35_At The Postcommunion_KankakeeLatin Mass The last of the twelve constituent parts of the Mass (and which dates back to the 4th or 5th century) is the Postcommunion, a prayer mainly of petition in which the priest implores that all receive the fruits of the Sacrifice of the Mass.  If any of the faithful do not partake of a sacramental Communion, they should make a spiritual one so that they, too, may greatly benefit from the prayers of the Postcommunion.

In this prayer, we also express our grateful sentiments to God for being so intimately present.  We ask Him to abide with us as the darkness of evening approaches; to enable us to return His love; to grant us every grace necessary to persevere in the Faith against the assaults of the world, the flesh, and the devil.

We can imagine the joy of the apostles in being with our Lord for the 40 days before his Ascension! It was then that he explained many things to them.  And in order to teach, govern and sanctify all of mankind, He gave them authority and power to preach, baptize, loose and bind. The deposit of Faith entrusted by Christ to the Apostles is the pearl of great price which we may be reasonably assured of preserving in its integrity by assisting at the ancient, Traditional Latin Mass. As astounding as this claim may sound, it is Gihr who very clearly explains why:

“The liturgy is, indeed, the main channel by which dogmatic tradition is transmitted; dogma is the root of all ecclesiastical life, of discipline and of worship.  Worship is developed out of the doctrine of the faith; in the liturgical prayers, in the rites and ceremonies of the church, the truths of Catholic faith find their expression…the more fixed, unchangeable and inviolable the liturgical formula of prayer..the better…to preserve intact and to transmit unimpaired the original deposit of faith…[A]ll the primitive liturgies proclaim and prove that our faith is in perfect harmony with that of the first ages of the Church.”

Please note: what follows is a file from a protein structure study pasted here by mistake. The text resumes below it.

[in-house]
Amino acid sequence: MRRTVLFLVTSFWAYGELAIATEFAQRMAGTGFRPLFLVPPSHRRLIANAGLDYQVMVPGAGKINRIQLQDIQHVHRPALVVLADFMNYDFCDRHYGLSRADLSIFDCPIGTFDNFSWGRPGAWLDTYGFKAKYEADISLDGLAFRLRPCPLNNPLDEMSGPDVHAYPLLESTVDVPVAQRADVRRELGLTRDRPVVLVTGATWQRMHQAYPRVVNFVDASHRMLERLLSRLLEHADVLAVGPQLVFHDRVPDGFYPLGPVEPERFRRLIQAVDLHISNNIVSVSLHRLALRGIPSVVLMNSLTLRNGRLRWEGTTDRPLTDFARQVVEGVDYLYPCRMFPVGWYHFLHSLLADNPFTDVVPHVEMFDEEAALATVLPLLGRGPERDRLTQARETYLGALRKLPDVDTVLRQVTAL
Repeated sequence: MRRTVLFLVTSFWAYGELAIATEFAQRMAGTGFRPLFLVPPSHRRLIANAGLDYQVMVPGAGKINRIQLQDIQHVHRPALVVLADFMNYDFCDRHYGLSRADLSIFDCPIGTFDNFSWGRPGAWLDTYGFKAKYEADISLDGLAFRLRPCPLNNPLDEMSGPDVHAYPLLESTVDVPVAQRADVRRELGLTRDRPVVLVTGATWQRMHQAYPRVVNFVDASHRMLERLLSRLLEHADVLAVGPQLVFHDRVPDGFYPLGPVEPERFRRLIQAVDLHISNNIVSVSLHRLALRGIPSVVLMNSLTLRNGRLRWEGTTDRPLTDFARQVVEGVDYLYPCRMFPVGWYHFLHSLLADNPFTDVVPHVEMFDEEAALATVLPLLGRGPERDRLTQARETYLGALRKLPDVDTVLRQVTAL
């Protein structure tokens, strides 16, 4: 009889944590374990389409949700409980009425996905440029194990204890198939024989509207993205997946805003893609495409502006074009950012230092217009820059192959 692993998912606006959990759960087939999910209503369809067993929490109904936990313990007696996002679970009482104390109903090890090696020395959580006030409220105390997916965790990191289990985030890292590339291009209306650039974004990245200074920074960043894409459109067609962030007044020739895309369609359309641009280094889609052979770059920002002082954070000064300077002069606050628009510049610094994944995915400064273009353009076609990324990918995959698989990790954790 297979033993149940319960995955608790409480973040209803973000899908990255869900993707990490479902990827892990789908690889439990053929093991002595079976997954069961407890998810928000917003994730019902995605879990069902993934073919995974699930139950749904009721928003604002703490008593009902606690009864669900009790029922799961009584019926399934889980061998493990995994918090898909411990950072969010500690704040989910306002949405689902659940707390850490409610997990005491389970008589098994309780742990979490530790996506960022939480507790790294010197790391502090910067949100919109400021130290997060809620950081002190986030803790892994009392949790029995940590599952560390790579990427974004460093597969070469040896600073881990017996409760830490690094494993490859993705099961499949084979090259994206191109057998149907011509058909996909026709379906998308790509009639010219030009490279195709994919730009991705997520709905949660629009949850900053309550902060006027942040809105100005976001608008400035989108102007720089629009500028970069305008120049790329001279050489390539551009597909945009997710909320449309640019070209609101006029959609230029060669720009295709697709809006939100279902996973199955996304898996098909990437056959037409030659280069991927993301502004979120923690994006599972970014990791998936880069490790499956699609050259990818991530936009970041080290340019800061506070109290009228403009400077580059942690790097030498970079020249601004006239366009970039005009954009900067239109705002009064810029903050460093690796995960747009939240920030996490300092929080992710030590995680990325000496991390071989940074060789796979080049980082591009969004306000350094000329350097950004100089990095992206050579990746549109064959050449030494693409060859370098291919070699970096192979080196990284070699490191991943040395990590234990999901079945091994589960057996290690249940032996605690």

Prayer:  “Lord Jesus Christ, who didst vouchsafe after Thy resurrection to converse forty days with Thy disciples, and instruct them in all the mysteries of faith; teach me, I beseech Thee, to live according to Thy doctrine, and strengthen my faith that I may never doubt Thy Divine Revelation.  Amen.”


The N.O. dates back to April 3, 1969 when it was first promulgated by Paul VI, and, according to his friend Jean Guitton, to make it more compatible with Protestant theology:  “The intention of Paul VI with regard to what is commonly called the Mass, was to reform the Catholic liturgy in such a way that it should almost coincide with the Protestant liturgy – but what is curious is that Paul VI did that to get as close as possible to the Protestant Lord’s supper… there was with Paul VI an ecumenical intention to remove, or at least to correct, or at least to relax, what was too Catholic, in the traditional sense, and, I repeat, to get the Catholic Mass closer to the Calvinist Mass.”

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